The Debate: Competing Theory of Aging
Although a popular theory, the free radical theory of aging (as supported by the data in the study conducted by Schriner et al) is not accepted by all members of the scientific community. In fact, there are a number of competing theories, which each attribute different biochemical mechanisms as the source of aging in an organism. The following outlines some of these theories briefly.
Telomere Theory of Aging
First observed by scientists at the Geron Corporation, the telomere theory rests on the discovery that telomeres shorten each time a cell divides. This shortening of the telomeres is believed to lead to cellular damage over the years. Each time a cell divides it looses at little more information than it previously had, thereby leading to cellular dysfunction, and eventually, death.1
Neuroendocrine Theory of Aging
It is theorized that “wear and tear” of the neuroendocrine system causes aging. This theory, first proposed by Drs. Vladimir Dilman and Ward Dean, is derived from the observation that as a person ages, the horomones secreted by the hypothalamus in the brain loose their specificity. The hypothalamus looses its regulatory precision and the receptors for the hormones it secretes become less sensitive. It is thought that the horomone cortisol, which increases with age, damages the hypothalamus.1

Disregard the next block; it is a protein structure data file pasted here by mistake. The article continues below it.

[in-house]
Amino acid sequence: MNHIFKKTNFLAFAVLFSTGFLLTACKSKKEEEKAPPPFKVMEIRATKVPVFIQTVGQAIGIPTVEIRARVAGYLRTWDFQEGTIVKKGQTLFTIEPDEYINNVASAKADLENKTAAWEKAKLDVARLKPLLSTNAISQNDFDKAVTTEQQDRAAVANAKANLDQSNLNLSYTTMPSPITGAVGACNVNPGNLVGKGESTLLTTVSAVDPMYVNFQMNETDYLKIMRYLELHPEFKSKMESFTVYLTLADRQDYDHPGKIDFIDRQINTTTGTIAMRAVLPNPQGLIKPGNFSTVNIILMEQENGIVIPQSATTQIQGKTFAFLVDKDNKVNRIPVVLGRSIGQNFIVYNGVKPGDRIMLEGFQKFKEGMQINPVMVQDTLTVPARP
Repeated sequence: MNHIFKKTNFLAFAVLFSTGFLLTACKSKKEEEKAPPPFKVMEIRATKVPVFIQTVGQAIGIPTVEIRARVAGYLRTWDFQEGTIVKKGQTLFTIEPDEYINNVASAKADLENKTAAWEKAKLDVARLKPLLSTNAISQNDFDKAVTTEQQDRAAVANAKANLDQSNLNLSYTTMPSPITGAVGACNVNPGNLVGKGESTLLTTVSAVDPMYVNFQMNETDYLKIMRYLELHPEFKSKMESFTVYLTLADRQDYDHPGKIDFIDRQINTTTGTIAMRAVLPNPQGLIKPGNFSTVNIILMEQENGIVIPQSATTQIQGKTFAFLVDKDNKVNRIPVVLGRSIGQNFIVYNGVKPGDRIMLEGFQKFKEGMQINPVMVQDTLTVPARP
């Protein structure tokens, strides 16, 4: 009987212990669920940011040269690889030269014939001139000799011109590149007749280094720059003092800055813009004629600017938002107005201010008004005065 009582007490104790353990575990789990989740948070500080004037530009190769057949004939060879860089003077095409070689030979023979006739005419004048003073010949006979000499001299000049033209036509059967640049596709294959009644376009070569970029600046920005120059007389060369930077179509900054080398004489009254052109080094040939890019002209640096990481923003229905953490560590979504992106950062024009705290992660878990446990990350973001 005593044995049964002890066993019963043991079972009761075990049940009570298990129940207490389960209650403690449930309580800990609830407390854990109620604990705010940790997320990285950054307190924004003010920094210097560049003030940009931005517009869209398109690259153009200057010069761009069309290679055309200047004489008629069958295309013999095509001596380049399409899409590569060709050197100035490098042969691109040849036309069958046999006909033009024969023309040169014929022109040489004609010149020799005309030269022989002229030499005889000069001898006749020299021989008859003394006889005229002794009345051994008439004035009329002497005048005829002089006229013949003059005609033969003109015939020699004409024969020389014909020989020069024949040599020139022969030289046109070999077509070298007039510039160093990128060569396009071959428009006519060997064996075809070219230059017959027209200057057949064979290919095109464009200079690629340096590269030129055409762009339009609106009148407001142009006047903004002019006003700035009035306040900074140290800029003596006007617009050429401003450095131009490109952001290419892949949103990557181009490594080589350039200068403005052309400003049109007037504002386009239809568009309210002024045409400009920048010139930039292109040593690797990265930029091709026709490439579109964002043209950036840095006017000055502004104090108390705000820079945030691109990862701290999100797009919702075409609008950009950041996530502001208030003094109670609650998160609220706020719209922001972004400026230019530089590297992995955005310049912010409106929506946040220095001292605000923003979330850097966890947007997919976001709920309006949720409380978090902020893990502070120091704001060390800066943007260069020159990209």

The Membrane Theory of Aging
According to the membrane theory of aging, aging occurs due to the accumulation of a toxic compound, lipofuscin. The amount of lipofuscin in the body accumulates with the passage of time. Lipofuscin can be found in the skin pigmentation of so-called “age or liver-spots.” The lipofuscin deposits in the body eventually lead to cell inefficiency and death.1
The Hayflick Limit Theory of Aging
Named after its discoverer Dr. Leonard Hayflick, the Hayflick Limit Theory of Aging proposes there is a limit to the number of times a human cell can divide. This limit, according to the theory, exists as a result of waste accumulation.1
The Cross-Linking Theory of Aging
Also referred to as the glycosylation theory of aging, the cross-linking theory, suggests that the binding of glucose to protein, which occurs in the presence of oxygen, causes aging of the cell to occur. Binding glucose to proteins is called “cross linking.” Once glucose has bound to a protein, the protein becomes impaired.1
Although the aforementioned theories are supported by many scientists, the free radical theory of aging is the most widely accepted theory. Not only scientists, but also lay people, have taken a particularly strong interest in this theory, as evidenced by the sales of supplemental antioxidants. It is arguably the most prominent theory of aging in the scientific literature today.